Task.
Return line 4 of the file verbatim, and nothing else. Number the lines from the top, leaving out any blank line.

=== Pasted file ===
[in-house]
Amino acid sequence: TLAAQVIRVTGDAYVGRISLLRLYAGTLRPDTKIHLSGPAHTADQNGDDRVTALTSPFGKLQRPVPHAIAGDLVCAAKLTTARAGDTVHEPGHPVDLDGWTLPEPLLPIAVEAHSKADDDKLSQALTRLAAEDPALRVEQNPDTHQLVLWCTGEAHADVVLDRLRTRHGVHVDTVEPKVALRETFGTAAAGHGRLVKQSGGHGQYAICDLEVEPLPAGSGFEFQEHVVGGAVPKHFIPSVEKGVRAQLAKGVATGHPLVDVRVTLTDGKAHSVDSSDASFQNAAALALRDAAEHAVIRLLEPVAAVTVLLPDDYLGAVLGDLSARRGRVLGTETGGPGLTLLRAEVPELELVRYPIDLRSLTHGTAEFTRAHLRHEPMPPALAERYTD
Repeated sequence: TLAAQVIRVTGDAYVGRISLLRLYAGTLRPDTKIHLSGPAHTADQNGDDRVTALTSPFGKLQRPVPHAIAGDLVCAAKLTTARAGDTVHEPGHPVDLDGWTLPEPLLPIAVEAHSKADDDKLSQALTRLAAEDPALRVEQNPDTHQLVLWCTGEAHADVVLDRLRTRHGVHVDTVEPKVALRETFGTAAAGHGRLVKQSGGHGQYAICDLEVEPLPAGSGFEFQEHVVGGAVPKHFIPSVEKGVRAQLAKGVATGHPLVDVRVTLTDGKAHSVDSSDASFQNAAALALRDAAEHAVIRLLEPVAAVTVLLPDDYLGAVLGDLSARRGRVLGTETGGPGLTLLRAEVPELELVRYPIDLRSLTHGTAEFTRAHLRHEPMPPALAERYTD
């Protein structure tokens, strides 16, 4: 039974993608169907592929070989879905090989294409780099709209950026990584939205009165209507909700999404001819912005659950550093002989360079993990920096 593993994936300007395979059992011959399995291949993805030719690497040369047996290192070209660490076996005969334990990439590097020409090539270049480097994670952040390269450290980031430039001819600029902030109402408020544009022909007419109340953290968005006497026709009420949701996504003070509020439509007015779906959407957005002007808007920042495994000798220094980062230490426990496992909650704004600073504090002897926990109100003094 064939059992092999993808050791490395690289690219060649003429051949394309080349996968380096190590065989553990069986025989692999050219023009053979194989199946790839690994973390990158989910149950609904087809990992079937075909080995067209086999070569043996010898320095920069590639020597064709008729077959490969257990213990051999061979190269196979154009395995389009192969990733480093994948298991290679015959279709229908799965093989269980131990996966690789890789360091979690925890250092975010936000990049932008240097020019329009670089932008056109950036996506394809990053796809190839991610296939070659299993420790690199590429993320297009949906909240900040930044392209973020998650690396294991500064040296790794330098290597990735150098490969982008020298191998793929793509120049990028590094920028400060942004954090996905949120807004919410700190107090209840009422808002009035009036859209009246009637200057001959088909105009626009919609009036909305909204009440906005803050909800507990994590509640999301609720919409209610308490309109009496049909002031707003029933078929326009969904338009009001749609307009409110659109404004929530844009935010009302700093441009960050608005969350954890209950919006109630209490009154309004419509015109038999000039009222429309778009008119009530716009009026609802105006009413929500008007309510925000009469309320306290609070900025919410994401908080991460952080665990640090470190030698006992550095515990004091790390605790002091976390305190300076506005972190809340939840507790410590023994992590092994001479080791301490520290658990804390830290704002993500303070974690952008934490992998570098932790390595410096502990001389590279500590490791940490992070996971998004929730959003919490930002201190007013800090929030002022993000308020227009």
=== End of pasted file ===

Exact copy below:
């Protein structure tokens, strides 16, 4: 039974993608169907592929070989879905090989294409780099709209950026990584939205009165209507909700999404001819912005659950550093002989360079993990920096 593993994936300007395979059992011959399995291949993805030719690497040369047996290192070209660490076996005969334990990439590097020409090539270049480097994670952040390269450290980031430039001819600029902030109402408020544009022909007419109340953290968005006497026709009420949701996504003070509020439509007015779906959407957005002007808007920042495994000798220094980062230490426990496992909650704004600073504090002897926990109100003094 064939059992092999993808050791490395690289690219060649003429051949394309080349996968380096190590065989553990069986025989692999050219023009053979194989199946790839690994973390990158989910149950609904087809990992079937075909080995067209086999070569043996010898320095920069590639020597064709008729077959490969257990213990051999061979190269196979154009395995389009192969990733480093994948298991290679015959279709229908799965093989269980131990996966690789890789360091979690925890250092975010936000990049932008240097020019329009670089932008056109950036996506394809990053796809190839991610296939070659299993420790690199590429993320297009949906909240900040930044392209973020998650690396294991500064040296790794330098290597990735150098490969982008020298191998793929793509120049990028590094920028400060942004954090996905949120807004919410700190107090209840009422808002009035009036859209009246009637200057001959088909105009626009919609009036909305909204009440906005803050909800507990994590509640999301609720919409209610308490309109009496049909002031707003029933078929326009969904338009009001749609307009409110659109404004929530844009935010009302700093441009960050608005969350954890209950919006109630209490009154309004419509015109038999000039009222429309778009008119009530716009009026609802105006009413929500008007309510925000009469309320306290609070900025919410994401908080991460952080665990640090470190030698006992550095515990004091790390605790002091976390305190300076506005972190809340939840507790410590023994992590092994001479080791301490520290658990804390830290704002993500303070974690952008934490992998570098932790390595410096502990001389590279500590490791940490992070996971998004929730959003919490930002201190007013800090929030002022993000308020227009």